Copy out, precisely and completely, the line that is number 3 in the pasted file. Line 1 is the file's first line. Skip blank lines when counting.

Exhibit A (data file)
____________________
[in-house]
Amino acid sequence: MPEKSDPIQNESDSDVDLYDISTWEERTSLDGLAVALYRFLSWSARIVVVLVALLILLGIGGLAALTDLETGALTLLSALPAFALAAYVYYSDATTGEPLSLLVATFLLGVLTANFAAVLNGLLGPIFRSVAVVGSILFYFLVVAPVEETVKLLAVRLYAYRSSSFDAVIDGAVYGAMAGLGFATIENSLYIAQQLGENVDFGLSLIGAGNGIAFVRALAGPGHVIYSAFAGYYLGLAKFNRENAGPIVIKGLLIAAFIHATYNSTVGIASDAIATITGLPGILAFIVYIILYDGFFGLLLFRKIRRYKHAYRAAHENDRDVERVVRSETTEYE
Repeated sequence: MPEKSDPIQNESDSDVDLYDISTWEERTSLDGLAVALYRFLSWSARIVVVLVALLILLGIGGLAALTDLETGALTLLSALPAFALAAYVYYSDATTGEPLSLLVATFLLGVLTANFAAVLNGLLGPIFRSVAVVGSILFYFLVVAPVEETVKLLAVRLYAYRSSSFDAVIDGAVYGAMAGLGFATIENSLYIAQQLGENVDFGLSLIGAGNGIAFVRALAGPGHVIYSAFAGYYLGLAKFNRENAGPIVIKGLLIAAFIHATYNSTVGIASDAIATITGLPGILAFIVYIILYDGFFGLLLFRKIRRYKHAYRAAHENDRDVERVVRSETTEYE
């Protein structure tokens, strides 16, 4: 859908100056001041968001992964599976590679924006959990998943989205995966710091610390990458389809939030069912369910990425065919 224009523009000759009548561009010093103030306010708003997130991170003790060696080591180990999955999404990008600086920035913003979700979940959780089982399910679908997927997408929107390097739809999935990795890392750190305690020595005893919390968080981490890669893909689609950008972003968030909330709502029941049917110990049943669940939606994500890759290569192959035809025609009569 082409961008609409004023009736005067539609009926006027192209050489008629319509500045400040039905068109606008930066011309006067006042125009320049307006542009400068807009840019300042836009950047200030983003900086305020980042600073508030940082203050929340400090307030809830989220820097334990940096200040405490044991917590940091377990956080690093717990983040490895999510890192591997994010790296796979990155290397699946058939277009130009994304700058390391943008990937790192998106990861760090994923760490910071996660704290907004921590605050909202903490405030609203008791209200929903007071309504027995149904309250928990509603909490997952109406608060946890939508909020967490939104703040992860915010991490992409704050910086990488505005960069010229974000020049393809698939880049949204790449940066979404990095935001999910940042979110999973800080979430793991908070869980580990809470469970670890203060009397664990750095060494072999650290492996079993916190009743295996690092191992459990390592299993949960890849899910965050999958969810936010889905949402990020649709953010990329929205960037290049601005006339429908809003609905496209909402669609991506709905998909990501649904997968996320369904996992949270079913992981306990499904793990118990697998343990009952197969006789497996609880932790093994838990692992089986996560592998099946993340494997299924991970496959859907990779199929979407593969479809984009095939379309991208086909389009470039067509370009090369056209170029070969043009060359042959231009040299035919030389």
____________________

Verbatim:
Repeated sequence: MPEKSDPIQNESDSDVDLYDISTWEERTSLDGLAVALYRFLSWSARIVVVLVALLILLGIGGLAALTDLETGALTLLSALPAFALAAYVYYSDATTGEPLSLLVATFLLGVLTANFAAVLNGLLGPIFRSVAVVGSILFYFLVVAPVEETVKLLAVRLYAYRSSSFDAVIDGAVYGAMAGLGFATIENSLYIAQQLGENVDFGLSLIGAGNGIAFVRALAGPGHVIYSAFAGYYLGLAKFNRENAGPIVIKGLLIAAFIHATYNSTVGIASDAIATITGLPGILAFIVYIILYDGFFGLLLFRKIRRYKHAYRAAHENDRDVERVVRSETTEYE